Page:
In the Lectionary

In the waters: Genesis 1:1-5, Mark 1:4-11

Will the water bring death or life?

“I am haunted by waters.” These are the last words of Norman Maclean’s novella A River Runs Through It. Waters haunt all of us who profess the Christian faith. The human imagination is consumed with images of water, and rightly so. Our bodies are made up of water. If we fail to drink, or if we are prevented from drinking, we will expire. Drought means the possibility of death for both land and humans—too little rainfall and life as we know it is threatened.

Water is also dangerous, chaotic, devastating. In the ancient world the primeval disorder takes shape in the form of a watery chaos or monsters from the deep. An abundance of rain can lead to the land’s fertility, but too much water will drown the crops. Hurricanes in the U.S. and tsunamis in the Indian Ocean remind us that water can be an agent of death. The watery depths of the sea are a great unknown. We know that we cannot tame or master them and that, as generations come and go, the water remains.

Water will play a central role in the coming decades or centuries. Will the waters bring death or life? Is the proper biblical echo for our situation found in the Noahic flood—a story in which human sinfulness determines God’s judgment by water—or will a faithful remnant pass through the waters of the sea as God liberates the chosen people from the hand of oppression? Maybe to ask these questions is to seek a control over our destiny which is not ours to name. When it comes to water, only God appears able to speak. God’s word commands the waters into their place, bringing forth light and life. God’s voice rains down from heaven upon Jesus as he comes up from the waters, affirming his status as “the Beloved” (Mark 1:11). In the beginning, there was water. At the end, there will also be water—and God remains sovereign throughout.

For most of my life I have lived near big bodies of water. As a teen, I remember getting up before dawn and making my way down to the Pacific. As the sun was rising, a handful of friends and I would walk the deserted beaches, grab our boards and catch some early morning waves. Then we’d leave before the sands and water began to teem with summer crowds.

On the water at dawn, the ocean’s surface shimmers like liquid glass. Sounds are thick and weighty. I remember being able to hear every stroke as I paddled out, my arms going down into the waters, dividing the glass before rising again in a rhythmic cadence. As I separated water from water, I always felt more connected to myself. As the water surrounded me, all of the voices in my mind that sought to lay hold of me would fade, and God would again have room to speak. It is probably fitting that when I was baptized at 19, I was not sprinkled but dunked full-body into the Pacific Ocean as a pastor spoke over me, “I baptize you in the name . . .”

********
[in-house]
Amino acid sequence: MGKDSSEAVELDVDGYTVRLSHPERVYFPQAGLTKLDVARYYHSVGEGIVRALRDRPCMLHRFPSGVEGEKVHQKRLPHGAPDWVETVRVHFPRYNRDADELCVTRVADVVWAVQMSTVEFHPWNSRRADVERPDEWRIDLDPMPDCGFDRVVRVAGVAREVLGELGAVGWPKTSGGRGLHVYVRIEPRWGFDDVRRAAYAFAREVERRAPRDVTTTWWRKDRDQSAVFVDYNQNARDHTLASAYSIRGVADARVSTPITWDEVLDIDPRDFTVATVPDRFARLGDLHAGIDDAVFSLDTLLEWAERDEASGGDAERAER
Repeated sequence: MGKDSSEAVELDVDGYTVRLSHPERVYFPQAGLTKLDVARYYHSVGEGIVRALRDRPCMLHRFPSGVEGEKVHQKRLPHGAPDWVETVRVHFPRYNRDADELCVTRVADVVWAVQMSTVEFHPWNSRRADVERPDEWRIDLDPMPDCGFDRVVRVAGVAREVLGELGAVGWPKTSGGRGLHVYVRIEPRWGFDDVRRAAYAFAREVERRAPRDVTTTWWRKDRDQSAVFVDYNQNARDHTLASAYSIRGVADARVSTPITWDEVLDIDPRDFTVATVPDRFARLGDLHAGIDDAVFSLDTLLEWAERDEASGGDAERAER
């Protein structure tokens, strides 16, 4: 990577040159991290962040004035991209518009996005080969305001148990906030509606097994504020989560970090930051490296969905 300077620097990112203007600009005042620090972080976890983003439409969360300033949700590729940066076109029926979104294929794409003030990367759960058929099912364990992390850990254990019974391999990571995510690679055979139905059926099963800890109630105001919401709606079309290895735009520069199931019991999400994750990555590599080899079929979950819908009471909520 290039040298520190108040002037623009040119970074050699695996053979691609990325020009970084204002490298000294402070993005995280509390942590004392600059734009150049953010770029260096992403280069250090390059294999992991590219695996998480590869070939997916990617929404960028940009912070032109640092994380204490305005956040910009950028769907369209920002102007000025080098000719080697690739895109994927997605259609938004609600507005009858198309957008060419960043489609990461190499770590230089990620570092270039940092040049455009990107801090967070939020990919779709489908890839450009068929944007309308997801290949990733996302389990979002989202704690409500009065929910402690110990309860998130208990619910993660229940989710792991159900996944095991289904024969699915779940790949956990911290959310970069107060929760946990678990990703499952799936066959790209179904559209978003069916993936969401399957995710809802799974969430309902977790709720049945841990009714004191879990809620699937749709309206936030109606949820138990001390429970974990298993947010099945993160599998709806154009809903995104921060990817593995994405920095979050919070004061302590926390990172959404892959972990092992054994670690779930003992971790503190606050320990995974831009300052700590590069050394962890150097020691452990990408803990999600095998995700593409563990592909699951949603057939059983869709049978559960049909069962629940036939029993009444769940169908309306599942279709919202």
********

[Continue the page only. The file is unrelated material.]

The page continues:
Today I live close to Lake Michigan, another big body of water. Although the lake sometimes looks and acts like the ocean, I miss the smell of salt in the air. Whenever I am down at the water’s edge during peak hours in the summer, I’m usually sharing the lake with many others. Lifeguards patrol the beach, blowing their whistles whenever people swim out of safety’s reach. Radios buzz and brightly colored umbrellas dot the sand. I sometimes return to the Pacific too, but today the same beachfront is crowded with high-rise condominiums; the flashing signs of restaurants flood the streets on Pacific Coast Highway. The water is there, but it’s harder to hear the sound of the waves above the human clamor. Still, in the beginning there were waters, and I believe that when our market-driven culture has breathed its last—probably much sooner than we imagine—the waters will still be there.

When I remember my baptism, I reach back to hear the voice that speaks to me out of the waters—the voice that proclaims to a world of conflict that we are all “very good” and claims us all as “beloved.” The Spirit moves in and out of our busy lives, and there are times when I recognize the Spirit’s hovering presence beckoning all to a different order, to a new creation. As I reach for the water, whether in a font or on the ocean’s edge, I find myself trying to connect to the chaotic, life-giving and mysterious power that resides in its depths. One day I hope that I can say along with Langston Hughes: “I’ve known rivers: ancient, dusky rivers. My soul has grown deep like the rivers.”

Frank M. Yamada

Frank M. Yamada is director of the Center for Asian American Ministry and associate professor of Hebrew Bible at McCormick Theological Seminary in Chicago.

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